But where fraternal twins can come in handy is when you are trying to figure out the genetics of something that is heavily influenced by the environment. Fraternal twins have a pretty similar environment in the womb and usually as they are growing up.
Now imagine that two twins in a pair are different heights. Part of this may come from different environmental effects (like the diabetes example above).
But these twins will have the closest possible environments of any two people with different genes. They will certainly have a more similar environment than siblings who come before or after them.
This is why fraternal twins are so useful in looking for genes that are heavily influenced by the environment. The environmental effects are minimized as much as possible. So researchers can get a good look at the genes involved.
Fraternal twins like these can help us find height genes.
What they learned about height
Height genes may be on the X chromosome and chromosomes 7, 8, and 20.
OK, so what did they learn? Like I said, they didn't learn why someone is tall and someone else isn't. Or why men are usually taller than women. But they did take us a step closer to figuring out at least the first part.
Because height is so complicated, these kinds of studies tend to give conflicting results. One study will come up with one part of the DNA and another study will identify a different part. Or the environmental effects will blur everything so that the researchers can't tell anything.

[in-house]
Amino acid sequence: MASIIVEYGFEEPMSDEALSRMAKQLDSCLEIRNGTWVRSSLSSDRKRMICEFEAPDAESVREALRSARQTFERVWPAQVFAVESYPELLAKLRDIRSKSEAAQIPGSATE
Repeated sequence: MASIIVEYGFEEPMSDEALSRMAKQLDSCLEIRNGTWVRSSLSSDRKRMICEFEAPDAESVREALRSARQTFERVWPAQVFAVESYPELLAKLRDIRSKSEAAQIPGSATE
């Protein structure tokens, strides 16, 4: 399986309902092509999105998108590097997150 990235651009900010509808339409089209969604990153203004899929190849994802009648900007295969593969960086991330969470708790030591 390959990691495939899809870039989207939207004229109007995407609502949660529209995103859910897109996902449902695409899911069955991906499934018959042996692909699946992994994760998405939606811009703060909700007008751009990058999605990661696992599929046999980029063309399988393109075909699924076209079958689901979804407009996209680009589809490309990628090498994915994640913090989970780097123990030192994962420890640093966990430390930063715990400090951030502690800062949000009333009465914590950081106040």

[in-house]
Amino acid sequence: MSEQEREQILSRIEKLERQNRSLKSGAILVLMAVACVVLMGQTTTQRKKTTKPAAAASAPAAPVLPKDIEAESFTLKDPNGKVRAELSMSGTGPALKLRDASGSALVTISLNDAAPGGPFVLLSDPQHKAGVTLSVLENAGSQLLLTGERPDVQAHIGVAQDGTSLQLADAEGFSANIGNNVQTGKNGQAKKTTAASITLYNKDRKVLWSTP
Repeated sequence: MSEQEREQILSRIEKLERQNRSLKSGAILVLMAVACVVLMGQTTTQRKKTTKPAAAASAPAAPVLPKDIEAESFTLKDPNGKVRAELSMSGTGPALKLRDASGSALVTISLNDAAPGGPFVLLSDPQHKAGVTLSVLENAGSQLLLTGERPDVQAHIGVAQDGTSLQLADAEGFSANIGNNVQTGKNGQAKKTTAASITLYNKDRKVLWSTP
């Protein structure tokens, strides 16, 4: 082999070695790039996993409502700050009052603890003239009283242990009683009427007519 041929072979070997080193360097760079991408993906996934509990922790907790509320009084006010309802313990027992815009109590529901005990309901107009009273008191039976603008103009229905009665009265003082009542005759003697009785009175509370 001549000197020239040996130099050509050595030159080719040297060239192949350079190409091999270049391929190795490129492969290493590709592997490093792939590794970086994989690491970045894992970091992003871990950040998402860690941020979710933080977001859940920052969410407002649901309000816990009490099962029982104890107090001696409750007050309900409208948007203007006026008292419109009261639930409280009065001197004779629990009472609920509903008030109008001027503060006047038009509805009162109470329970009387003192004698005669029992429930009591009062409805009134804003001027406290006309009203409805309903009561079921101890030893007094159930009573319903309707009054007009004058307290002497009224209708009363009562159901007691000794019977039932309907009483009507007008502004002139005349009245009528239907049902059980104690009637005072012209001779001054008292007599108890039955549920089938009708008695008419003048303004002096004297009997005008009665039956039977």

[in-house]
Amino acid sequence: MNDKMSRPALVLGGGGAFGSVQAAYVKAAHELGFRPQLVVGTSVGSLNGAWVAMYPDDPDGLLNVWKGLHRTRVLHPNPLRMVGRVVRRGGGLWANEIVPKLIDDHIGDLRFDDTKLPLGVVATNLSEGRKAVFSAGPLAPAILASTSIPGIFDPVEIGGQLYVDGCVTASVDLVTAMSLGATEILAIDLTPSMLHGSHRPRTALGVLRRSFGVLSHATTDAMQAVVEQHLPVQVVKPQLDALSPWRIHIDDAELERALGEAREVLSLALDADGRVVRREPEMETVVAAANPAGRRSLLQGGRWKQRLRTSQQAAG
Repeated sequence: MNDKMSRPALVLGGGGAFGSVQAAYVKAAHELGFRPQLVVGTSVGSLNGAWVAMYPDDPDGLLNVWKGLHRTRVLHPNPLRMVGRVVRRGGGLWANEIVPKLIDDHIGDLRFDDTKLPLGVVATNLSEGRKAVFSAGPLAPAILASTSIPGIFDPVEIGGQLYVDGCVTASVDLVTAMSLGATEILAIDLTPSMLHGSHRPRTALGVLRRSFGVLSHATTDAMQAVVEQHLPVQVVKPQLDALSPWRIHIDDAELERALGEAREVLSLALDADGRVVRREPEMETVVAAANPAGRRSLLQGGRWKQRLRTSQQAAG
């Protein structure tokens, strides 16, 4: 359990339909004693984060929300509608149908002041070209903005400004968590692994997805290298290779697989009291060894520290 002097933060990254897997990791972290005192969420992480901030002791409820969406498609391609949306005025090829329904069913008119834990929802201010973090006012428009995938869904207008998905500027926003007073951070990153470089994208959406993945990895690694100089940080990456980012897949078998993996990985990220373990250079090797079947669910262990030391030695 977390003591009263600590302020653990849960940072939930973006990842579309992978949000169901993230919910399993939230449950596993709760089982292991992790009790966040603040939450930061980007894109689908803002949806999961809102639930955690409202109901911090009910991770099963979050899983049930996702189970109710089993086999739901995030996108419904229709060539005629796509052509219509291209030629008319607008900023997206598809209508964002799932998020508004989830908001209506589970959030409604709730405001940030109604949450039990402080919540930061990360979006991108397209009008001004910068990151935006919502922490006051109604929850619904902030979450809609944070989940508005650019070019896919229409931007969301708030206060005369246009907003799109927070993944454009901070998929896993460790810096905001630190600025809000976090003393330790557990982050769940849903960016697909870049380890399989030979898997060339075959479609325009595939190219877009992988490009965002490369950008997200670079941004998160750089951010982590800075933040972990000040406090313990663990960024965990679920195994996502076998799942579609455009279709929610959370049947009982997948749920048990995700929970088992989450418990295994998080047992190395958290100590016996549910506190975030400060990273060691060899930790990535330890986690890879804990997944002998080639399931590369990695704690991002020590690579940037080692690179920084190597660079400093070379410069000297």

As I talked about, one thing the researchers did to try to get around this was to use fraternal twins in their studies. The other thing they did was look at a lot of different sets of twins. In fact, they looked at 3,817 different families.
Large numbers help find common genes when lots are involved. Imagine there are ten genes involved in height.
If you look at ten pairs of twins, their differences may each be due to a different gene. So when you look at the results, nothing stands out.
But if you look at 1000 pairs of twins, now you can begin to group them and look for patterns. These 100 are different heights because of one gene and this other 100 is a different height because of another gene.
By looking at so many pairs of fraternal twins, the researchers found the most significant DNA region for height to date on chromosome 8. They also found a less significant region on each of the following chromosomes: 7, 20, and the X.
The region on chromosome 8 has been found by other researchers too so this is probably a key region. Scientists can now hone in on this region and find the key gene(s) involved.
But the researchers did not find a region to explain the differences between males and females. This may not be all that surprising as perhaps there are many genes that contribute to this difference.
For example, what if testosterone affects many or all of the different height genes? Then it would be very hard to find a male specific height gene because there are actually lots of them.
Or maybe the researchers just didn't have enough boy-girl twin pairs to look at to figure this out. We'll have to wait for them to look at more twins to try to figure this out.
This project was supported by the Department of Genetics, Stanford School of Medicine. Its content is solely the responsibility of the authors and does not necessarily represent the official views of Stanford University or the Department of Genetics.